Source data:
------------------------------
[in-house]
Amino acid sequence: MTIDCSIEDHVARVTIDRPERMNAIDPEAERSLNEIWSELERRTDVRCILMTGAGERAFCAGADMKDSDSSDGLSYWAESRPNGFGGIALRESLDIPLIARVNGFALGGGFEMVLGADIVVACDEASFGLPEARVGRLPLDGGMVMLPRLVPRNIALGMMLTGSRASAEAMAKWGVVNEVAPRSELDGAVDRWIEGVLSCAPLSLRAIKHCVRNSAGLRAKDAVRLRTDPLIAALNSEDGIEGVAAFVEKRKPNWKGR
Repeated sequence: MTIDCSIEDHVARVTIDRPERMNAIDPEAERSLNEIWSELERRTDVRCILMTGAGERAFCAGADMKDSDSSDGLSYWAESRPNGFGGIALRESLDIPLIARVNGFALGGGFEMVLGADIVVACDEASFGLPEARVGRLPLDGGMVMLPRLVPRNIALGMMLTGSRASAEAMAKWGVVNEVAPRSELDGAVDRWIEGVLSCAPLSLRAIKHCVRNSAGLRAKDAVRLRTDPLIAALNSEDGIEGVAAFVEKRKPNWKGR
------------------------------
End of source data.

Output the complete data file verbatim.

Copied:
[in-house]
Amino acid sequence: MTIDCSIEDHVARVTIDRPERMNAIDPEAERSLNEIWSELERRTDVRCILMTGAGERAFCAGADMKDSDSSDGLSYWAESRPNGFGGIALRESLDIPLIARVNGFALGGGFEMVLGADIVVACDEASFGLPEARVGRLPLDGGMVMLPRLVPRNIALGMMLTGSRASAEAMAKWGVVNEVAPRSELDGAVDRWIEGVLSCAPLSLRAIKHCVRNSAGLRAKDAVRLRTDPLIAALNSEDGIEGVAAFVEKRKPNWKGR
Repeated sequence: MTIDCSIEDHVARVTIDRPERMNAIDPEAERSLNEIWSELERRTDVRCILMTGAGERAFCAGADMKDSDSSDGLSYWAESRPNGFGGIALRESLDIPLIARVNGFALGGGFEMVLGADIVVACDEASFGLPEARVGRLPLDGGMVMLPRLVPRNIALGMMLTGSRASAEAMAKWGVVNEVAPRSELDGAVDRWIEGVLSCAPLSLRAIKHCVRNSAGLRAKDAVRLRTDPLIAALNSEDGIEGVAAFVEKRKPNWKGR